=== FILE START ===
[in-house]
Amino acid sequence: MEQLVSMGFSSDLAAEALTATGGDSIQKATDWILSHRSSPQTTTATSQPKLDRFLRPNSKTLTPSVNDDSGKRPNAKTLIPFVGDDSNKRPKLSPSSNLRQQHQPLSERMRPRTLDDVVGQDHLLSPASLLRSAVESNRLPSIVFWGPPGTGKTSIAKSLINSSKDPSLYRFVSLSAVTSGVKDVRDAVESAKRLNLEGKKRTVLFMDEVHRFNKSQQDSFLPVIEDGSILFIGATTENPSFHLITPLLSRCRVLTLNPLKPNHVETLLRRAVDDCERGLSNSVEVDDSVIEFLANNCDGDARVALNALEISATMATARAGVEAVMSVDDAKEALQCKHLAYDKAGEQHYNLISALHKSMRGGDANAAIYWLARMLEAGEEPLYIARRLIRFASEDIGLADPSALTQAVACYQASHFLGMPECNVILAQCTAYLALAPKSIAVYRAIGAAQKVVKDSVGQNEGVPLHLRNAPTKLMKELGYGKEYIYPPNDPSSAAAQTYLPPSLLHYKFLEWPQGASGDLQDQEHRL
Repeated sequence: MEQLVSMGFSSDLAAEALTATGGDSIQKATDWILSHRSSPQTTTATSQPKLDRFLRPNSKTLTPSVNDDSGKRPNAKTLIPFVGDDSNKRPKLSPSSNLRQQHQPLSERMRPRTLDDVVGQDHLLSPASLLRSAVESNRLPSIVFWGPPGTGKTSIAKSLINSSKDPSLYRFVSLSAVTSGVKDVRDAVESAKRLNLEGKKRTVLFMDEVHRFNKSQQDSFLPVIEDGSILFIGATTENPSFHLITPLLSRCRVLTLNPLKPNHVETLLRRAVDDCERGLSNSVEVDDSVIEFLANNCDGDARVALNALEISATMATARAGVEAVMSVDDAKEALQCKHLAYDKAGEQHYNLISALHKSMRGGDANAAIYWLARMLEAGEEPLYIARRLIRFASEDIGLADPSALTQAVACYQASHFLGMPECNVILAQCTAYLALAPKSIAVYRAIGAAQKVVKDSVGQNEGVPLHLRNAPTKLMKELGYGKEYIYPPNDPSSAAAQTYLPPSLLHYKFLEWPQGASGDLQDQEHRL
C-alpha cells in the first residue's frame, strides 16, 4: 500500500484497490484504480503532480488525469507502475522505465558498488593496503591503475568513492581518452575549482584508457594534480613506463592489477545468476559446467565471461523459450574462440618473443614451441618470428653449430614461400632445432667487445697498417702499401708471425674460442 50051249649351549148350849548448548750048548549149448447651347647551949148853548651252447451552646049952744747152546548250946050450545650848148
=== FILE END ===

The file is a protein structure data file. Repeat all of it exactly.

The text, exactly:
[in-house]
Amino acid sequence: MEQLVSMGFSSDLAAEALTATGGDSIQKATDWILSHRSSPQTTTATSQPKLDRFLRPNSKTLTPSVNDDSGKRPNAKTLIPFVGDDSNKRPKLSPSSNLRQQHQPLSERMRPRTLDDVVGQDHLLSPASLLRSAVESNRLPSIVFWGPPGTGKTSIAKSLINSSKDPSLYRFVSLSAVTSGVKDVRDAVESAKRLNLEGKKRTVLFMDEVHRFNKSQQDSFLPVIEDGSILFIGATTENPSFHLITPLLSRCRVLTLNPLKPNHVETLLRRAVDDCERGLSNSVEVDDSVIEFLANNCDGDARVALNALEISATMATARAGVEAVMSVDDAKEALQCKHLAYDKAGEQHYNLISALHKSMRGGDANAAIYWLARMLEAGEEPLYIARRLIRFASEDIGLADPSALTQAVACYQASHFLGMPECNVILAQCTAYLALAPKSIAVYRAIGAAQKVVKDSVGQNEGVPLHLRNAPTKLMKELGYGKEYIYPPNDPSSAAAQTYLPPSLLHYKFLEWPQGASGDLQDQEHRL
Repeated sequence: MEQLVSMGFSSDLAAEALTATGGDSIQKATDWILSHRSSPQTTTATSQPKLDRFLRPNSKTLTPSVNDDSGKRPNAKTLIPFVGDDSNKRPKLSPSSNLRQQHQPLSERMRPRTLDDVVGQDHLLSPASLLRSAVESNRLPSIVFWGPPGTGKTSIAKSLINSSKDPSLYRFVSLSAVTSGVKDVRDAVESAKRLNLEGKKRTVLFMDEVHRFNKSQQDSFLPVIEDGSILFIGATTENPSFHLITPLLSRCRVLTLNPLKPNHVETLLRRAVDDCERGLSNSVEVDDSVIEFLANNCDGDARVALNALEISATMATARAGVEAVMSVDDAKEALQCKHLAYDKAGEQHYNLISALHKSMRGGDANAAIYWLARMLEAGEEPLYIARRLIRFASEDIGLADPSALTQAVACYQASHFLGMPECNVILAQCTAYLALAPKSIAVYRAIGAAQKVVKDSVGQNEGVPLHLRNAPTKLMKELGYGKEYIYPPNDPSSAAAQTYLPPSLLHYKFLEWPQGASGDLQDQEHRL
C-alpha cells in the first residue's frame, strides 16, 4: 500500500484497490484504480503532480488525469507502475522505465558498488593496503591503475568513492581518452575549482584508457594534480613506463592489477545468476559446467565471461523459450574462440618473443614451441618470428653449430614461400632445432667487445697498417702499401708471425674460442 50051249649351549148350849548448548750048548549149448447651347647551949148853548651252447451552646049952744747152546548250946050450545650848148